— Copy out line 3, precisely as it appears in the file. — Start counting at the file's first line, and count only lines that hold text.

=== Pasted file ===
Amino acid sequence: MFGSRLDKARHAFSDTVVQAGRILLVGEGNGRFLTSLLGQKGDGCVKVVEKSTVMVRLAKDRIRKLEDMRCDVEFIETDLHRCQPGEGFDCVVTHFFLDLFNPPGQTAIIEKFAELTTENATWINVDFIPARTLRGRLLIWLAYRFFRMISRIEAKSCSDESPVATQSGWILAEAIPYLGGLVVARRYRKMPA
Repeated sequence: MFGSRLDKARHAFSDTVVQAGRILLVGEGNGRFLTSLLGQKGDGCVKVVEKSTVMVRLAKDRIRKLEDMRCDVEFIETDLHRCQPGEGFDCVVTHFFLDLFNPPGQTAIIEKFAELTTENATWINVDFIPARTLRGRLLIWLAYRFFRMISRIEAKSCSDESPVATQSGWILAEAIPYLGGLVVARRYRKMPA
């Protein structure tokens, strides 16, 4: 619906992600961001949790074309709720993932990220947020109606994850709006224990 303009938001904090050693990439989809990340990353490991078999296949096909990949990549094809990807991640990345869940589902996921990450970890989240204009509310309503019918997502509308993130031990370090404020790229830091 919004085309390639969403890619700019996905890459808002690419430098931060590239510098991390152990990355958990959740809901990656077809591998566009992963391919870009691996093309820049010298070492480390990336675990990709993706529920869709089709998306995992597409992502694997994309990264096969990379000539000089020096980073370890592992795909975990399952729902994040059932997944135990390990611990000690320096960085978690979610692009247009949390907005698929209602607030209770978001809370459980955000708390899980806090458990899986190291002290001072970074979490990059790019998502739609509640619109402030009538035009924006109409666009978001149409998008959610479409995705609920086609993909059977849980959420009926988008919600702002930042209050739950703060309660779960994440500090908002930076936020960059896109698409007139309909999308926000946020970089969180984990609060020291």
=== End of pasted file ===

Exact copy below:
């Protein structure tokens, strides 16, 4: 619906992600961001949790074309709720993932990220947020109606994850709006224990 303009938001904090050693990439989809990340990353490991078999296949096909990949990549094809990807991640990345869940589902996921990450970890989240204009509310309503019918997502509308993130031990370090404020790229830091 919004085309390639969403890619700019996905890459808002690419430098931060590239510098991390152990990355958990959740809901990656077809591998566009992963391919870009691996093309820049010298070492480390990336675990990709993706529920869709089709998306995992597409992502694997994309990264096969990379000539000089020096980073370890592992795909975990399952729902994040059932997944135990390990611990000690320096960085978690979610692009247009949390907005698929209602607030209770978001809370459980955000708390899980806090458990899986190291002290001072970074979490990059790019998502739609509640619109402030009538035009924006109409666009978001149409998008959610479409995705609920086609993909059977849980959420009926988008919600702002930042209050739950703060309660779960994440500090908002930076936020960059896109698409007139309909999308926000946020970089969180984990609060020291």